Rainbow, Paris and their bold little lemurs

editorial image
0
Have your say

This week I’ve got an update for you on how our baby ring-tailed lemurs are doing! Now just over seven weeks old, the six babies are gradually becoming more independent and starting to explore their enclosure.

Our oldest babies belong to Rainbow and Paris, both themselves fairly young females at six and four years old respectively. If you’ve visited our walk-through enclosure and seen three bouncing about, you have most likely seen theirs! Although ring-tailed lemurs will usually have just one baby per year, twins are occasionally seen and our one pair this year belongs to Rainbow. Babies will initially cling to their mum’s chest so as to be closer to her milk, but will move around to her back once they get a bit too big. They need to cling on very tightly as the mums leap from tree to tree with little regard as to whether the babies are still attached! As the babies reach two months old, they will start to investigate solid food, but will return to their mum for milk until fully weaned at around five months.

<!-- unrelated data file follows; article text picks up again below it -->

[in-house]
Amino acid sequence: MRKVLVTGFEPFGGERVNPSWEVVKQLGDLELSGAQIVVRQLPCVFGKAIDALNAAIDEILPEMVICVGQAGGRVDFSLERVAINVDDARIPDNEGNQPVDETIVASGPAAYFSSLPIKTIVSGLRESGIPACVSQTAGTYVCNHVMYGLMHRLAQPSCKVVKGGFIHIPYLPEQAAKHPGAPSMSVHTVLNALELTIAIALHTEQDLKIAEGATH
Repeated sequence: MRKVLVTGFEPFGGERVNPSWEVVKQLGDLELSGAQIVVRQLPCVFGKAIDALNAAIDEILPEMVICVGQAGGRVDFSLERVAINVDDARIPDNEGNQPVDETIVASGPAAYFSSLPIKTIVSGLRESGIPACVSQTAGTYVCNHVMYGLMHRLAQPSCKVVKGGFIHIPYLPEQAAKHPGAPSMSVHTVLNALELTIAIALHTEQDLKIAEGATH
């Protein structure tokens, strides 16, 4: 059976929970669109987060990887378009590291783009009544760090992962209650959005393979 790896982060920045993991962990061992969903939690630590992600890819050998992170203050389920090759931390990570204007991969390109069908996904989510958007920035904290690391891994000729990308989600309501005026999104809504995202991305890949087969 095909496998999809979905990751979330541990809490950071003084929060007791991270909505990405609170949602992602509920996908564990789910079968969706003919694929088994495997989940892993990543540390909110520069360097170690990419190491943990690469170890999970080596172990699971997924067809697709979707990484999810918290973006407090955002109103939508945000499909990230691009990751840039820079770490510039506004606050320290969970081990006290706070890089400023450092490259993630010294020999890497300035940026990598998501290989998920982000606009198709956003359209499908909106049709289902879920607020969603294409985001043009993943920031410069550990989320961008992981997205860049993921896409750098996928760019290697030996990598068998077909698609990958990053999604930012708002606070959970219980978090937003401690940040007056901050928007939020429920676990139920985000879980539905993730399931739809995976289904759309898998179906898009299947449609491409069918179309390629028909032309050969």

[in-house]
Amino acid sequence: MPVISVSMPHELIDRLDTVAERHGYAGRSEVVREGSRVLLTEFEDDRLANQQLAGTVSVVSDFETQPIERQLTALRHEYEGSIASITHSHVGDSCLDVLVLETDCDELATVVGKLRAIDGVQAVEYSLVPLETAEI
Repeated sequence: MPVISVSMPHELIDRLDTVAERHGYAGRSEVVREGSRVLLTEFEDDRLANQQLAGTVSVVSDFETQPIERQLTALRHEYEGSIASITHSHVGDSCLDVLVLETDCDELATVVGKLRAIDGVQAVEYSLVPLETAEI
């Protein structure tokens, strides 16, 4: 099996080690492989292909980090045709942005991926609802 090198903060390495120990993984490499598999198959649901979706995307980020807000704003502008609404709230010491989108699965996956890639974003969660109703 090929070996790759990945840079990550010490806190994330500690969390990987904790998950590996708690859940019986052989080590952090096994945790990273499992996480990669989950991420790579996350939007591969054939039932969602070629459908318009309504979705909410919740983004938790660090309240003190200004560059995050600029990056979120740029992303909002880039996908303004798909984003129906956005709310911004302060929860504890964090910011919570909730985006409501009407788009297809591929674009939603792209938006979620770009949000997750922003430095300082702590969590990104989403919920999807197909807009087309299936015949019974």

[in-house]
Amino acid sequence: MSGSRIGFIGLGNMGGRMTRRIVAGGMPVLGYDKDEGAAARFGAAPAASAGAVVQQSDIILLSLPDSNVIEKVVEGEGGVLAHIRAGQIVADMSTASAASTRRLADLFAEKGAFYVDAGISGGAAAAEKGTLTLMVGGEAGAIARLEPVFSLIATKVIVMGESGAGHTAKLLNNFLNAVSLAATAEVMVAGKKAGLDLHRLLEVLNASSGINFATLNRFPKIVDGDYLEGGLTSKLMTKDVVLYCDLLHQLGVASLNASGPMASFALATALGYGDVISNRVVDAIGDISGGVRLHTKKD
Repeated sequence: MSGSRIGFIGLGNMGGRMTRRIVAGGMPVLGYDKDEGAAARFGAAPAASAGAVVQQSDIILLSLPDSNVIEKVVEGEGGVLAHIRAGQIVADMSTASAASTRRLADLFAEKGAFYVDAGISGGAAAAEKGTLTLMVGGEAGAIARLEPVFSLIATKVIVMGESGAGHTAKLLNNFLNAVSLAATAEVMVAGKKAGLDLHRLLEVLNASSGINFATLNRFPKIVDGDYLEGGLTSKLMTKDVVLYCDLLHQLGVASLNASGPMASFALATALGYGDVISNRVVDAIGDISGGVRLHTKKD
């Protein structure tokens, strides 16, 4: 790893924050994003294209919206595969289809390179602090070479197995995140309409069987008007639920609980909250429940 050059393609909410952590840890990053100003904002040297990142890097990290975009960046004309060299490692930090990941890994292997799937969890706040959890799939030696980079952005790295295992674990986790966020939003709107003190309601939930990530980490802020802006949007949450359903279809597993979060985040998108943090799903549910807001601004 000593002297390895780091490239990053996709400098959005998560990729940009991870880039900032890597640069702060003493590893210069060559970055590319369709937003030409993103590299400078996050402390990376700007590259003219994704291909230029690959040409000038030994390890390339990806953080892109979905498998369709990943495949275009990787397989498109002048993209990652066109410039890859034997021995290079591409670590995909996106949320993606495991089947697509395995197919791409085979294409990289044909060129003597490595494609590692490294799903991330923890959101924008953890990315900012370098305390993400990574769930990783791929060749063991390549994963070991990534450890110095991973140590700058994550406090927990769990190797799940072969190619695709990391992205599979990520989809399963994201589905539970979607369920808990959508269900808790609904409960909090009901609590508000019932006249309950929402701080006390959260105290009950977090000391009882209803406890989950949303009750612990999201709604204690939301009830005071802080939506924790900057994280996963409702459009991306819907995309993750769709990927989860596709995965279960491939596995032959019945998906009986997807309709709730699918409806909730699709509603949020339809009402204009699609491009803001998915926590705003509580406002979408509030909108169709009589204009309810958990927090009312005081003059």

Why do lemur mums keep their babies close for so long? In their native Madagascar, predators of the ring-tailed lemur include the fossa, a large carnivore which looks like a cross between a cat and a dog but is in fact related to neither, and birds of prey such as the Madagascar harrier-hawk and the Madagascar buzzard. Out of all lemur species found in Madagascar, ring-tails spend the most time on the ground so are naturally more vulnerable, although group sizes are large and can reach up to 30 individuals – this can help them spot predators early and defend against them. All females in a troop will help to look after the babies, though it is thought that males don’t contribute much!

Our lemur babies are getting bolder by the day and it’s particularly easy to see them when the sun is out and everyone spreads out to sunbathe. May is getting warmer, so why not visit them this month in their walk-through enclosure?